The Continuing Interest in Local News

I also agree Mister Snitch that the failing health of the traditional newspapers has nothing whatsoever to do with a lack of interest in local news. Sadly, however, the local newspapers don’t have the same talents and resources to reposition themselves as the leaders in local online news as their new born-online competitors do. For one, they move too slowly, as the Digg/Google Pack story indicates.

Additionally, the move to the edge will benefit citizen media (bloggers and aggregated blogs) first and foremost. Old media was the gatekeeper for a long time and once that wall is knocked down, human nature will dictate a change in the parties responsible for distribution of news and other content.

I do think that the one and only chance traditional newspapers have is to go online completely by putting it all out there for free and trying to move their ad sales online. One thing newspapers know how to do is sell ads. But every day that passes makes this transformation harder and less likely.

The Counter Arguments

Mister Snitch then examines and makes the counter-argument against a couple of the arguments posed by myself and others over the past couple of days.

In general, the rebuttal to these argument is that a lot of the existing networks and mega-blogs are brands themselves- such that anyone who leaves can be quickly replaced. And that Gather is trying to be a platform where the writers are the brand, not the website. OK, but that’s true of any blog created and manned by these writers. Other than the fact Gather seems to plan on selling ads directly, what’s different about this and an AdSense supported blog or blog network?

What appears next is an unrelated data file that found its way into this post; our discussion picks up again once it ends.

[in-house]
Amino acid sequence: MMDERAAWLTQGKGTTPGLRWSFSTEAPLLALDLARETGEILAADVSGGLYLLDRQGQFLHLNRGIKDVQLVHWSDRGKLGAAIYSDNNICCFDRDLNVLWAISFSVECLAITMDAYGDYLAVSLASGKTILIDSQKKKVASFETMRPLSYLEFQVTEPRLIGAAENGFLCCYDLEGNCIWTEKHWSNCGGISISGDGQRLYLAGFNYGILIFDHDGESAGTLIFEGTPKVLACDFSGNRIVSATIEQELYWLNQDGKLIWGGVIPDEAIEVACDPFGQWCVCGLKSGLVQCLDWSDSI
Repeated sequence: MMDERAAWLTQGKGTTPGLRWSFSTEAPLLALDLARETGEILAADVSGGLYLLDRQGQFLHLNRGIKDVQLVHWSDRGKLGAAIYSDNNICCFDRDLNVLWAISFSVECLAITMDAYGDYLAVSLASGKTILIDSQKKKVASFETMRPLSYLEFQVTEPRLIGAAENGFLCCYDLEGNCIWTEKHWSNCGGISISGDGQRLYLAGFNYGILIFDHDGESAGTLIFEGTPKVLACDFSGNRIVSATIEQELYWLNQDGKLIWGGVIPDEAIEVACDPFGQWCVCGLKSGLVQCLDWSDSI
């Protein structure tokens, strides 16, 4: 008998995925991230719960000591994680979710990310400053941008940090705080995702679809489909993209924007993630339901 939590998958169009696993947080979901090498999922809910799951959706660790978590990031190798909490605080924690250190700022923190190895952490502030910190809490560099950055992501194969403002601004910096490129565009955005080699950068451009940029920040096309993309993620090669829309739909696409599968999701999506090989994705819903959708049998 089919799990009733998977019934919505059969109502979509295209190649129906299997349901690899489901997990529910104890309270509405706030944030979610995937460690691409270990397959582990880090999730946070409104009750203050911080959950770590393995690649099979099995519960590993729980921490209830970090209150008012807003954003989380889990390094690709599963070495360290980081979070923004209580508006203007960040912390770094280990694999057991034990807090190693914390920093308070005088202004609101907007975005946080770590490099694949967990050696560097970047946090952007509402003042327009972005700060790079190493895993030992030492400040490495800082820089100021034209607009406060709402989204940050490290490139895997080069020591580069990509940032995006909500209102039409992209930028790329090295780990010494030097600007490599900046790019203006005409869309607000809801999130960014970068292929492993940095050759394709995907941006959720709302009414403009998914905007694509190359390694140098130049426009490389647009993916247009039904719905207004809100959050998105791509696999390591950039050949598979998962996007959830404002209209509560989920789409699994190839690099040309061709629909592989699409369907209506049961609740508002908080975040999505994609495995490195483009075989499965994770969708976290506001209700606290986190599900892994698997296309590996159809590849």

The other argument, which we all know is dear to my heart, is that it would take too long for one of these displaced writers, acting independently, to build an audience. Certainly I agree with that, but as a lot of people have explained to me in the comments here and in cross-blog conversations, it can be done. Any “A-List” writer would have an audience that would follow him or her to the new location. Others could slug it out like I do or create or join a blog network. Again, what’s the Gather advantage here?

Then Mister Snitch goes into the “best of the best in one place” argument, which sounds an awful lot like an attempt to be the online gatekeeper. Maybe that will work, but there are two problems with it: one, the implication that Gather will choose the best of the best (surely not everyone can write there) implies a troubling subjective element; two, the best writers will find an audience, whether they write at Gather, at their own blog or on subway walls.

My Conclusions

Mad money will allow the rise of a few of these print media to online content websites and a few of them will become major players in the blogosphere, but Steve is right, the party won’t last forever. Additionally, my extensive experience in the blogosphere’s forefather, the internet message boards, taught me that the best, most popular writers will eventually want to own their platform. So eventually the money will move on and the writers will jump ship. Like the demise of the traditional newspaper, the only question is when.